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Mechanics of Polymeric Gels Toward Functional Soft Materials

Shawn A. Chester, Associate Professor, New Jersey Institute of Technology
Friday, December 6, 2019, 11:30 am
Scott Laboratory
201 W. 19th Ave
E525
Columbus, OH 43210

Abstract

In this talk, I will discuss recent and ongoing research on the multiphysics response of polymeric gels. A polymeric gel is a polymeric material swollen by a fluid, and the intake or outflow causes large deformations. Also, many gels respond to environmental stimuli such as temperature, electric and magnetic fields, pH, and more. The responsiveness of polymeric gels to environmental stimuli has been widely employed in soft robotics, and the potential applications of soft robots are vast. The fast emerging development of gel-based soft robots makes understanding the mechanics of this class of material an important task for simulating their operation.

The talk begins with recent experimental observations on the mechanical behavior of polymeric gels. Then a continuum level model for the coupled deformation-diffusion response of gels that incorporates anisotropy and inelasticity is summarized. That is followed by model calibration and attempts for validation on relatively simple gels. Numerical simulations are performed to show the behavior of the model, and qualitative comparisons are made to experiments of a soft robotic gripper. Results show that the behavior of polymeric gels is even more dependent on fluid uptake than previously thought.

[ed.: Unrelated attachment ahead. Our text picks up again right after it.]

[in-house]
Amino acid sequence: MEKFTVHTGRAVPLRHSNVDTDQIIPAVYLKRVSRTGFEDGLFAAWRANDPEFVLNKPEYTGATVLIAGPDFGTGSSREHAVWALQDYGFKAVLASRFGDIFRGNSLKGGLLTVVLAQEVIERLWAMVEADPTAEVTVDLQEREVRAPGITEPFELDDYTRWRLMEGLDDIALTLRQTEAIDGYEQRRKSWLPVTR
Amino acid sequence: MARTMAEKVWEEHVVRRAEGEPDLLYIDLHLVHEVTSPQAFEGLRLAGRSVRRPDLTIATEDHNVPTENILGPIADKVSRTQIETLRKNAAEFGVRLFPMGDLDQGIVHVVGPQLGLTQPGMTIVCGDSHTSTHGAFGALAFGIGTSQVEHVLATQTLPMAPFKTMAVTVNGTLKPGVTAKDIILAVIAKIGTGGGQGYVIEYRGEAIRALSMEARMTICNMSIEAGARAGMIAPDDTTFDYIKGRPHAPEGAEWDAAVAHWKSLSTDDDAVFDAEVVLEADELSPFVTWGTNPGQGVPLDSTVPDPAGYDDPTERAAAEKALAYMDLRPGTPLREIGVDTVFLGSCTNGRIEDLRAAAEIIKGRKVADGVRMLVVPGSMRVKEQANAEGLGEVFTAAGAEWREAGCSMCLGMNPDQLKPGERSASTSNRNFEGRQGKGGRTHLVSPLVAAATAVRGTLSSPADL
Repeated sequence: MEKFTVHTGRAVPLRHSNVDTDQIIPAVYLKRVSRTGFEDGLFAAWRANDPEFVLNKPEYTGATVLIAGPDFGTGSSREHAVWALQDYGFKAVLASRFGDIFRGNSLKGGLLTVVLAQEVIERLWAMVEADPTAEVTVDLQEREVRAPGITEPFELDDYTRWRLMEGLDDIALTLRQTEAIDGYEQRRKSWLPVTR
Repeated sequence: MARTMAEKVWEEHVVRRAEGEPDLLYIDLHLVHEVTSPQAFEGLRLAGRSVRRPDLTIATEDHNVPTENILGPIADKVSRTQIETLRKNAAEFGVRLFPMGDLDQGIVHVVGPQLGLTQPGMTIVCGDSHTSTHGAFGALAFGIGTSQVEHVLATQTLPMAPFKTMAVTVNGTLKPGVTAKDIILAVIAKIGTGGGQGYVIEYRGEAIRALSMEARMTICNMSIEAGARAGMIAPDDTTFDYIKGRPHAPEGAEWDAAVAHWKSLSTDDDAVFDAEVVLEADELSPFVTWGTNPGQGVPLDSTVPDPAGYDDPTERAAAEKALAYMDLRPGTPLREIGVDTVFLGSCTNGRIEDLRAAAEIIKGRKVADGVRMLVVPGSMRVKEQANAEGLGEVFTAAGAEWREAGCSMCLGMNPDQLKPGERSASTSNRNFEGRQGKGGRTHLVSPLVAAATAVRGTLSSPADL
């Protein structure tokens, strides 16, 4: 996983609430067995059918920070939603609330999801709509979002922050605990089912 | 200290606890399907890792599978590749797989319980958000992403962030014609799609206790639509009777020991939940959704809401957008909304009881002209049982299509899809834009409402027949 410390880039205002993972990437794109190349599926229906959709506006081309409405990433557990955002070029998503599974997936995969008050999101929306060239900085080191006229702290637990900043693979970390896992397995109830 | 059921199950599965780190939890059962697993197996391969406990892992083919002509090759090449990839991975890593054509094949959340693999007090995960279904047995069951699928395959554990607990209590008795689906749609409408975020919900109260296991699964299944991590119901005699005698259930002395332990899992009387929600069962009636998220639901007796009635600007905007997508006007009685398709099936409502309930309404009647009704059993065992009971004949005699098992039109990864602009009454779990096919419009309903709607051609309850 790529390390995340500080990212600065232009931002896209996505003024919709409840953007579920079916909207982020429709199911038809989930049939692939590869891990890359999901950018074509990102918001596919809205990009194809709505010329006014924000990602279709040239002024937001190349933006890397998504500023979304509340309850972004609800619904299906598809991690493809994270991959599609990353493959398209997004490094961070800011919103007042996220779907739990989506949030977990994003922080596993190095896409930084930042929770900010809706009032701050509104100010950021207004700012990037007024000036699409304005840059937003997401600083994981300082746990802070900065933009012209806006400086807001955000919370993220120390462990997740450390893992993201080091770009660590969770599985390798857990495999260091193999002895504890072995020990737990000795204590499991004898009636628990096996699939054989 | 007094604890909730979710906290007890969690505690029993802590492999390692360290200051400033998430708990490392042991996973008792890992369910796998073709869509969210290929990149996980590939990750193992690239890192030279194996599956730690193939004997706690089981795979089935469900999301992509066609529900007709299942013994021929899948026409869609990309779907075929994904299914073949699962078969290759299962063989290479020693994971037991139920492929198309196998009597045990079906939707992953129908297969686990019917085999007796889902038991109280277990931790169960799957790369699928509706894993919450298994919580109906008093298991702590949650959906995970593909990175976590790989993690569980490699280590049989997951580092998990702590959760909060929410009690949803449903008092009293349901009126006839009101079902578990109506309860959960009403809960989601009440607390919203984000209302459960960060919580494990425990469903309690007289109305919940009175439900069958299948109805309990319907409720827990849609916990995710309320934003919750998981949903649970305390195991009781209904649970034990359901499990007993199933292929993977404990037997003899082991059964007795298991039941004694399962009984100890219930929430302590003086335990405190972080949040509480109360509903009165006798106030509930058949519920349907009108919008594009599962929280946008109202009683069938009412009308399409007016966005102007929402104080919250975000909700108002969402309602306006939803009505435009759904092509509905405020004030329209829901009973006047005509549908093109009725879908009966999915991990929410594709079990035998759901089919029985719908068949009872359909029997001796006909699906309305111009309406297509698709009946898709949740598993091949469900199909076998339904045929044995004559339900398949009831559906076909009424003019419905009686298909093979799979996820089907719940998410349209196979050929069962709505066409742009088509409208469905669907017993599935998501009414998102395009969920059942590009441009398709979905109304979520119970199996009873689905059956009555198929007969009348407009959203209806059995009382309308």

About the Speaker

Associate Professor Shawn ChesterShawn Chester is currently an Associate Professor in Mechanical Engineering at the New Jersey Institute of Technology. Shawn was previously a postdoctoral researcher at Lawrence Livermore National Laboratory. Prior to that he obtained his PhD in solid mechanics from the Mechanical Engineering at MIT, and obtained both his BS and MS in Mechanical Engineering from NJIT. Shawn's research focus in the past few years has been the development of experimentally validated continuum level constitutive theories for large- deformation multiphysics behavior of polymeric materials and the associated numerical implementation. His work spans most aspects of mechanics; experimental characterization, theoretical modeling, numerical implementation, and experimental validation. Shawn has been recognized by young investigator awards through an NSF CAREER, and an ASME award.